When your research takes you to a “new” locality, get oriented by studying that place in the Research Wiki at FamilySearch.

1. SEARCH AT THE COUNTRY LEVEL – The United States is just one of over 120+ national level FamilySearch Wiki pages.

FamilySearch Wiki landing page

IMAGE: Portion of the FamilySearch Research Wiki landing page.

2. SEARCH AT THE STATE OR PROVINCE LEVEL – Note the navigation categories below the Washington State flag include beginning research help; links to record types; references to the history of the locale, maps, migration routes; info about major ethnic groups; and lists of local libraries, archives and societies.

IMAGE: Part of the Washington State page in the FamilySearch Research Wiki.

3. SEARCH AT THE COUNTY LEVEL – Remember Louisiana has parishes instead of counties. Note in this example from Washington State the extinct and renamed counties are listed.

IMAGE: Clickable map of Washington State counties. From the FamilySearch Research Wiki.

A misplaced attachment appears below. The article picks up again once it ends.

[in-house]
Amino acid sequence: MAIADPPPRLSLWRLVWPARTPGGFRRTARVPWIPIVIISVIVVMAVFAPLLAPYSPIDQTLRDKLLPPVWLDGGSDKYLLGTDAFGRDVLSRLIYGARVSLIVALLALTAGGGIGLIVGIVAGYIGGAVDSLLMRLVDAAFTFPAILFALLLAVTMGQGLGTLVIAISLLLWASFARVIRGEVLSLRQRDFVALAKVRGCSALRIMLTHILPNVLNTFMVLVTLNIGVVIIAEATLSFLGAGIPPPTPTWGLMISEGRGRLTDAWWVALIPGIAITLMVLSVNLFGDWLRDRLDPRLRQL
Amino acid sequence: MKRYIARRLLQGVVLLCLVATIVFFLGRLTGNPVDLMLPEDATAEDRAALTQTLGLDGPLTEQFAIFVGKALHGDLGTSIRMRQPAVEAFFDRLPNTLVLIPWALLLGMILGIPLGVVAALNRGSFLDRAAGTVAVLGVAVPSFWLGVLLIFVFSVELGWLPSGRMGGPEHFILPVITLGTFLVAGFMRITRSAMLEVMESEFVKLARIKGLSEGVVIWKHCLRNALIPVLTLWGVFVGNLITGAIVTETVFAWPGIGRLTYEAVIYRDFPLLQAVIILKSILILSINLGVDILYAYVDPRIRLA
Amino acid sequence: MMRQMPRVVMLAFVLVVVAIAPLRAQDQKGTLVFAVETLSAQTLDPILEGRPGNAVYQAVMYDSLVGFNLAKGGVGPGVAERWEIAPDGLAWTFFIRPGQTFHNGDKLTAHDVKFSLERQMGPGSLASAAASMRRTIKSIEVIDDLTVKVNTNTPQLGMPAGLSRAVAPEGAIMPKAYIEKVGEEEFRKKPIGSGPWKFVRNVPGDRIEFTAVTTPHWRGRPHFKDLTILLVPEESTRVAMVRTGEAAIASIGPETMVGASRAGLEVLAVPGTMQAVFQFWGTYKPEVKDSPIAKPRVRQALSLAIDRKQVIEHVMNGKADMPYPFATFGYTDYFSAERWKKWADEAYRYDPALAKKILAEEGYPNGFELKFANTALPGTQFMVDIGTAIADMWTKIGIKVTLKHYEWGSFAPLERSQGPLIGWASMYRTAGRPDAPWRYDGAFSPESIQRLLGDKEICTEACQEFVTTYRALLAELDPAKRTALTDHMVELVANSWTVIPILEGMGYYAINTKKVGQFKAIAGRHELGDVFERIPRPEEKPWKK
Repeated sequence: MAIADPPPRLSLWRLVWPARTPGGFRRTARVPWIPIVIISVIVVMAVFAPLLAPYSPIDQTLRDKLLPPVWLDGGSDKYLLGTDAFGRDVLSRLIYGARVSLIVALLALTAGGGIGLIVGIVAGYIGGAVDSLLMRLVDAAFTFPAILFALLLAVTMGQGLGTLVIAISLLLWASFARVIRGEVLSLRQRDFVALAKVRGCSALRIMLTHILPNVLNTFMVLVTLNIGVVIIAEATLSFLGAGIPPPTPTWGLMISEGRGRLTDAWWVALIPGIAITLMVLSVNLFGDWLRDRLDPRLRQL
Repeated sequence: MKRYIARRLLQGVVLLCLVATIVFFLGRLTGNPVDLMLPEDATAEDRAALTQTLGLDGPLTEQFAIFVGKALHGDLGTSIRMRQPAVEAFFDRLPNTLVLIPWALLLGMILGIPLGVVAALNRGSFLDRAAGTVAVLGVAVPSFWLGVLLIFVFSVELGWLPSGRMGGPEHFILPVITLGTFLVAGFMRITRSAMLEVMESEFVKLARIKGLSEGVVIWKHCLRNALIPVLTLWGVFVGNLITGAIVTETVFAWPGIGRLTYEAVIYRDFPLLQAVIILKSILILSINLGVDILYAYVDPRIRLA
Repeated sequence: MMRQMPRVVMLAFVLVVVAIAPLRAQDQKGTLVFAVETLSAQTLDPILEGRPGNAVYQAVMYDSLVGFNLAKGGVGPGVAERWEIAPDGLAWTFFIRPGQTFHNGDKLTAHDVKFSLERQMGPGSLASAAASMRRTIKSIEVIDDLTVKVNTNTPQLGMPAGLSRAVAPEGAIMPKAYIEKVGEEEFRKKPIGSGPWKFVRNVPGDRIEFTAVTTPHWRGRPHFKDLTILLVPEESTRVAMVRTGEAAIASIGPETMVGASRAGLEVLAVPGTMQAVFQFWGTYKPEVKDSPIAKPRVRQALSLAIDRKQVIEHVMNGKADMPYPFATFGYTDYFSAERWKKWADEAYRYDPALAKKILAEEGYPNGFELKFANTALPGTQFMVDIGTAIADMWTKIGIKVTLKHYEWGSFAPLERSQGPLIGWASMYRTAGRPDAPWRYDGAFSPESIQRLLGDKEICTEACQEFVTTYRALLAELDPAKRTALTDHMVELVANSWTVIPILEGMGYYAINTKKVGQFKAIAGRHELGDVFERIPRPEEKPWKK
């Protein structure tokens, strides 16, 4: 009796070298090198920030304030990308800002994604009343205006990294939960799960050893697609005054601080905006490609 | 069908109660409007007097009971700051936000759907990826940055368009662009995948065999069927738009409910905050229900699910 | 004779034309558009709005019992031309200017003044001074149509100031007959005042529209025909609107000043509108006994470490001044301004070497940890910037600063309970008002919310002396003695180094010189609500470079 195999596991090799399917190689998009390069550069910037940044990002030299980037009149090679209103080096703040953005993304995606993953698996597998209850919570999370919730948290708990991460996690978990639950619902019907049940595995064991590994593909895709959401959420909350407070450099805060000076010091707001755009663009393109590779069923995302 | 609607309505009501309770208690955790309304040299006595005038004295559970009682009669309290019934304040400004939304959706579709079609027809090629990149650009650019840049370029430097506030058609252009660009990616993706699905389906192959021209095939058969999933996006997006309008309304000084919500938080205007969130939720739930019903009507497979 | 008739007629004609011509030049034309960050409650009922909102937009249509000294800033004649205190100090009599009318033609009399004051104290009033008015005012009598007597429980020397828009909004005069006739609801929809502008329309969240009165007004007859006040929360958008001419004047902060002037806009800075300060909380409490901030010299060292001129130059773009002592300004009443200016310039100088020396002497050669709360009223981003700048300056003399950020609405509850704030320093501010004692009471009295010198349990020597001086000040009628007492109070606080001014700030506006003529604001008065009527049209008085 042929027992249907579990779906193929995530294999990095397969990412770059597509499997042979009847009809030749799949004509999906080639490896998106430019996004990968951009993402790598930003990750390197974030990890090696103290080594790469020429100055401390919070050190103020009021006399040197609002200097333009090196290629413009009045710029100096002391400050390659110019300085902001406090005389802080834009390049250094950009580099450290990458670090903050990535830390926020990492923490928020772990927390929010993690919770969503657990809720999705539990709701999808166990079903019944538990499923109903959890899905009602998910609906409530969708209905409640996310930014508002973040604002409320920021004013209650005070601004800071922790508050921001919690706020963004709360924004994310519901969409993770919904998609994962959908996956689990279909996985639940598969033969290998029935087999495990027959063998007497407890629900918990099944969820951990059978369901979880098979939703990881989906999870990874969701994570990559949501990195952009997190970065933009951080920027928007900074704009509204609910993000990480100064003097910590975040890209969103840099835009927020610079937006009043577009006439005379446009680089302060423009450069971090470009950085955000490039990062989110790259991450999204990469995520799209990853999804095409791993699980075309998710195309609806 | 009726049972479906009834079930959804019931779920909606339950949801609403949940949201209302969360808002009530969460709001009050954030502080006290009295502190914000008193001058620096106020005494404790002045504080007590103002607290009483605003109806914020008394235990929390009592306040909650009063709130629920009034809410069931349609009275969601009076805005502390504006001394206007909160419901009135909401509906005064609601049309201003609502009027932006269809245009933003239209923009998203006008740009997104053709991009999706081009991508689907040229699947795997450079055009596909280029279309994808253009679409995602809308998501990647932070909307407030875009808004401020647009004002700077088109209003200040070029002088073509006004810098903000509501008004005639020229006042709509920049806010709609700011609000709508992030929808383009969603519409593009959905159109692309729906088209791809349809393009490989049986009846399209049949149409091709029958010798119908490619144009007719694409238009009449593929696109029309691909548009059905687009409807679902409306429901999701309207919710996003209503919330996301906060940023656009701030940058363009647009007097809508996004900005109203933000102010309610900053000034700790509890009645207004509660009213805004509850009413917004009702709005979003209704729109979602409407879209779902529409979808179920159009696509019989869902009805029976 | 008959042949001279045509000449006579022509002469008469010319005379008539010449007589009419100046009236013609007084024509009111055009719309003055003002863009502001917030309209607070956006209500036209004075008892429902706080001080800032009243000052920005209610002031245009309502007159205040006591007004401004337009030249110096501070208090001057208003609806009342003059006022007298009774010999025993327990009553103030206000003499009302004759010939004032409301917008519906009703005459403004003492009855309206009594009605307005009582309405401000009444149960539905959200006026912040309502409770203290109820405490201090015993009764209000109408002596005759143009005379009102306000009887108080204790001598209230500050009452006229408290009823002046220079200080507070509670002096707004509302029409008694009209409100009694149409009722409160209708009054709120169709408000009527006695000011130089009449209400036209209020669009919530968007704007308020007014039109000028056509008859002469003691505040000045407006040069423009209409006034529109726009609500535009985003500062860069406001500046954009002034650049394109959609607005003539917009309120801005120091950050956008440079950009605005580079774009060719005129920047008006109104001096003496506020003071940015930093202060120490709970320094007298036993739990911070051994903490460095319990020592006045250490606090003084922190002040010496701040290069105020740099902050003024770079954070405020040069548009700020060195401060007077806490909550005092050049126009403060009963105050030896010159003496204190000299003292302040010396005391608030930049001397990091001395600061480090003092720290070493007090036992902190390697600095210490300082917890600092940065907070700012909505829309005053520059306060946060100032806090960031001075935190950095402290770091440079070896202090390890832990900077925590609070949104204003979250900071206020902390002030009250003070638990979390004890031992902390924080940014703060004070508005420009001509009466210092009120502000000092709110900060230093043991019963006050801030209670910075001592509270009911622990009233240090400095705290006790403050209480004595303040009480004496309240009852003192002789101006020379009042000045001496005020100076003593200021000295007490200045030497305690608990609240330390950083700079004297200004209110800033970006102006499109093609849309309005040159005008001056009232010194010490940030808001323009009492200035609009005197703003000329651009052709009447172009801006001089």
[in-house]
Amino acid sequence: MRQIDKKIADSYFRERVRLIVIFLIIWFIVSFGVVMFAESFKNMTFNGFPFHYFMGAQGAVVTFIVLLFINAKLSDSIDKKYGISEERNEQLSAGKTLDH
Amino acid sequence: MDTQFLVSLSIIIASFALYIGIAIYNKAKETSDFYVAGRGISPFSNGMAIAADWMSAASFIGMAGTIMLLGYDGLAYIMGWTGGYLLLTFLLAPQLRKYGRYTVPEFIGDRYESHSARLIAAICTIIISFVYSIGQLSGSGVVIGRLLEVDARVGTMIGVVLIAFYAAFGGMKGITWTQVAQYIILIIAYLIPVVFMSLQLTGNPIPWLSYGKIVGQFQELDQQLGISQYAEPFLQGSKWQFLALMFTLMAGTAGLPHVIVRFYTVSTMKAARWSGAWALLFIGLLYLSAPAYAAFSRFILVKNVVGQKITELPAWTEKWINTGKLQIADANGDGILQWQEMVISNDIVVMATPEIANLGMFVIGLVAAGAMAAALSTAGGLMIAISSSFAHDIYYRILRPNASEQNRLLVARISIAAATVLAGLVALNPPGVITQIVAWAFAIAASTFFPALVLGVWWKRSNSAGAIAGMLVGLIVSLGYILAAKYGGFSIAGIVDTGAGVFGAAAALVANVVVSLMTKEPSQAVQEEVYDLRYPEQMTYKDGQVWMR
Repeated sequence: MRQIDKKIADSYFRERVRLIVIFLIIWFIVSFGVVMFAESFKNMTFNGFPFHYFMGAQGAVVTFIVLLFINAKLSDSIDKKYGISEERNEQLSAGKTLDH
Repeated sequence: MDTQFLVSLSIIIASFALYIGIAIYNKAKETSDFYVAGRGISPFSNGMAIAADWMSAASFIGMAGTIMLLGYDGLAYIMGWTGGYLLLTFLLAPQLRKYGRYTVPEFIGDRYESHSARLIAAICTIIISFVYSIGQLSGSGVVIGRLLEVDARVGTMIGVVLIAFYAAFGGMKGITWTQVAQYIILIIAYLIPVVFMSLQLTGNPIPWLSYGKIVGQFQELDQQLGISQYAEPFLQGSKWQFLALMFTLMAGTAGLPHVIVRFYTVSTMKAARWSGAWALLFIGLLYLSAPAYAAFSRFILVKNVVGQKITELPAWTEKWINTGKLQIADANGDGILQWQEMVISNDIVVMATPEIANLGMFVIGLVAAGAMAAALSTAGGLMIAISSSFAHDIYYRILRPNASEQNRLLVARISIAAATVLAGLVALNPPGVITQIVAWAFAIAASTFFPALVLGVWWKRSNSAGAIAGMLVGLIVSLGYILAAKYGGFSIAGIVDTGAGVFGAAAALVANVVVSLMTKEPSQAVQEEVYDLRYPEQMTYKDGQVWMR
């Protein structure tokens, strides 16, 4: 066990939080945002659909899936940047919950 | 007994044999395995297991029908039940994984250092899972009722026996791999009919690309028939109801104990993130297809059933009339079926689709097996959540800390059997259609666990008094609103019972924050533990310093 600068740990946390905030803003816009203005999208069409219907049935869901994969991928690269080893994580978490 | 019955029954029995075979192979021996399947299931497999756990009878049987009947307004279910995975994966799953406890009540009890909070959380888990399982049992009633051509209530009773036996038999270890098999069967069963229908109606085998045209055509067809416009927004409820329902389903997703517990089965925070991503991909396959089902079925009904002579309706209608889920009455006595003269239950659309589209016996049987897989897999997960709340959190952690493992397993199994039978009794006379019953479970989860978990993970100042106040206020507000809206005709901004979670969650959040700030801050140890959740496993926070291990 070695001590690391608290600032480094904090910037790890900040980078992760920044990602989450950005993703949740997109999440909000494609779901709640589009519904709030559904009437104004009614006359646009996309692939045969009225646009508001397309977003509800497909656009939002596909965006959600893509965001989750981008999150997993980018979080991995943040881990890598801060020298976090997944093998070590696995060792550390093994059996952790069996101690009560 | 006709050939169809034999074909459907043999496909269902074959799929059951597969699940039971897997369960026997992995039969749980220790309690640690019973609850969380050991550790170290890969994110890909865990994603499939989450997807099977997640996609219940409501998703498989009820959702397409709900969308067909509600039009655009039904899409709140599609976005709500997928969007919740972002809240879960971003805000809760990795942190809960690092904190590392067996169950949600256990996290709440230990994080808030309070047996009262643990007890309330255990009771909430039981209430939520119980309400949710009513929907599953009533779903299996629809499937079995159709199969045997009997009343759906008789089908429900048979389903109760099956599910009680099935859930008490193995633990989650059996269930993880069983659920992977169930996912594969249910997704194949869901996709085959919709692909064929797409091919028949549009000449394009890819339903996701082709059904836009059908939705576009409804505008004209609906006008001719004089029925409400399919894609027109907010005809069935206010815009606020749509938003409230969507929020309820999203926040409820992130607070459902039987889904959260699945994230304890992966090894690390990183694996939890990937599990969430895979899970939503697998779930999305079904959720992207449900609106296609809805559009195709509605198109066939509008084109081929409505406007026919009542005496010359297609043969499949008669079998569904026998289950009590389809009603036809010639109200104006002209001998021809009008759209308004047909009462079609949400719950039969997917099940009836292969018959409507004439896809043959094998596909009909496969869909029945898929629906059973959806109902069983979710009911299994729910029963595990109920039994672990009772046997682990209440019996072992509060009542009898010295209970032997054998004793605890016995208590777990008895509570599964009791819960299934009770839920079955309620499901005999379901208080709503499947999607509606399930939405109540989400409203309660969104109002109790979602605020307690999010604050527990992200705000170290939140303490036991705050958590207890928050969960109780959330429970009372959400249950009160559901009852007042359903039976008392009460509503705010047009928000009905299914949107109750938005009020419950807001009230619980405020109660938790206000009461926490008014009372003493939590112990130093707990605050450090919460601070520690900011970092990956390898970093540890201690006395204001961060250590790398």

4. SEARCH AT THE TOWNSHIP OR CITY LEVEL – Some states like Virginia have independent cities that aren’t in a county.


The FamilySearch Research Wiki includes suggestions of high priority record sets even when FamilySearch does not have the records in its collection. Study the Wiki’s timeline of significant events in the history of the place, descriptions of the local court system and links to related training videos in the FamilySearch Learning Center. The Wiki indicates libraries, archives and organizations that may have resources for your continuing research.

The Wiki is not the place to search by an ancestor’s name, rather it is the place to learn about the locality where your ancestors once lived and discover surviving record sets that may mention your progenitors.

IMAGE: Beginning dates for various record sets. From the Research Wiki at FamilySearch.

It will literally take you years to work through all the suggestions in the the Research Wiki at FamilySearch. 🤗